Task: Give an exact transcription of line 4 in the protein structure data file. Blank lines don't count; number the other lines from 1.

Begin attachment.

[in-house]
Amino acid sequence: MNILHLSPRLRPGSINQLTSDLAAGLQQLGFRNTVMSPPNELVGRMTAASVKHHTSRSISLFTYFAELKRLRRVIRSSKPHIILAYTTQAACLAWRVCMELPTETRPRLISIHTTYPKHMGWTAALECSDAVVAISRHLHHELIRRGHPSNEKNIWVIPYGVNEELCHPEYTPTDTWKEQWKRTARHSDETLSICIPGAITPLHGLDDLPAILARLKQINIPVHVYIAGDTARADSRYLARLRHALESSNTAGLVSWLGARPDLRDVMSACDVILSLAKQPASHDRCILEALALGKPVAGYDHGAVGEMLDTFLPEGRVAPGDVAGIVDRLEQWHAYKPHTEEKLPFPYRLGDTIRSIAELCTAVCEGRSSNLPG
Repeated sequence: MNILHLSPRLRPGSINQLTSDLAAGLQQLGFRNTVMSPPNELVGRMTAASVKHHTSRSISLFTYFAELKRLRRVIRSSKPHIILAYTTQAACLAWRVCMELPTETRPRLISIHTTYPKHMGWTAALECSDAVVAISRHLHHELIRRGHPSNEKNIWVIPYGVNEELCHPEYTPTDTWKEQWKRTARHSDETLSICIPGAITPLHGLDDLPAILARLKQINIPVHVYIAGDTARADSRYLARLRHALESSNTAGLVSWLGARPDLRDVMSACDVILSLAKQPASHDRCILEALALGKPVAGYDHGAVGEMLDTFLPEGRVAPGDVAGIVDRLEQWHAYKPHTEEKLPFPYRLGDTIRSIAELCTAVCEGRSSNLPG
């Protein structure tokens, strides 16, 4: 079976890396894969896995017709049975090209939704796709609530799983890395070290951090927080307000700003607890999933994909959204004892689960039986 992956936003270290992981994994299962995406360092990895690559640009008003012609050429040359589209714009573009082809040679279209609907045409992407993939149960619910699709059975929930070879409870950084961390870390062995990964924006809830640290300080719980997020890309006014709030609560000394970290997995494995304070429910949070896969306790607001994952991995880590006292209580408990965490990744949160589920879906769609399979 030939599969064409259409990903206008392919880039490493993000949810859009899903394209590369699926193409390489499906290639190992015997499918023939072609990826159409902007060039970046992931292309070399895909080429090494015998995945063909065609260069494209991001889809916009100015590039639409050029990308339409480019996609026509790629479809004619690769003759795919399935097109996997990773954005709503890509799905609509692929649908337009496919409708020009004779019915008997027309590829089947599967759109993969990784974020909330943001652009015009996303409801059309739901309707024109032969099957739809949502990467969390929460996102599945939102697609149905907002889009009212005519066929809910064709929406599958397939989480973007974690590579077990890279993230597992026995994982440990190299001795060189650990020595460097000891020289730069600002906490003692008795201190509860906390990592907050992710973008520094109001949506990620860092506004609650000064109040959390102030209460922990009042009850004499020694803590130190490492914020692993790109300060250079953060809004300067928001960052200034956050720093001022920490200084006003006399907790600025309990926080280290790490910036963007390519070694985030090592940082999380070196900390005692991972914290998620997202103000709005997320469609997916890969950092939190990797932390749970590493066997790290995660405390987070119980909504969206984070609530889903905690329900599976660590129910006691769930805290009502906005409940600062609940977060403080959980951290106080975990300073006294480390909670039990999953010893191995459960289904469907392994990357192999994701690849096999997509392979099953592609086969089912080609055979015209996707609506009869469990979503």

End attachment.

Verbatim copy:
């Protein structure tokens, strides 16, 4: 079976890396894969896995017709049975090209939704796709609530799983890395070290951090927080307000700003607890999933994909959204004892689960039986 992956936003270290992981994994299962995406360092990895690559640009008003012609050429040359589209714009573009082809040679279209609907045409992407993939149960619910699709059975929930070879409870950084961390870390062995990964924006809830640290300080719980997020890309006014709030609560000394970290997995494995304070429910949070896969306790607001994952991995880590006292209580408990965490990744949160589920879906769609399979 030939599969064409259409990903206008392919880039490493993000949810859009899903394209590369699926193409390489499906290639190992015997499918023939072609990826159409902007060039970046992931292309070399895909080429090494015998995945063909065609260069494209991001889809916009100015590039639409050029990308339409480019996609026509790629479809004619690769003759795919399935097109996997990773954005709503890509799905609509692929649908337009496919409708020009004779019915008997027309590829089947599967759109993969990784974020909330943001652009015009996303409801059309739901309707024109032969099957739809949502990467969390929460996102599945939102697609149905907002889009009212005519066929809910064709929406599958397939989480973007974690590579077990890279993230597992026995994982440990190299001795060189650990020595460097000891020289730069600002906490003692008795201190509860906390990592907050992710973008520094109001949506990620860092506004609650000064109040959390102030209460922990009042009850004499020694803590130190490492914020692993790109300060250079953060809004300067928001960052200034956050720093001022920490200084006003006399907790600025309990926080280290790490910036963007390519070694985030090592940082999380070196900390005692991972914290998620997202103000709005997320469609997916890969950092939190990797932390749970590493066997790290995660405390987070119980909504969206984070609530889903905690329900599976660590129910006691769930805290009502906005409940600062609940977060403080959980951290106080975990300073006294480390909670039990999953010893191995459960289904469907392994990357192999994701690849096999997509392979099953592609086969089912080609055979015209996707609506009869469990979503």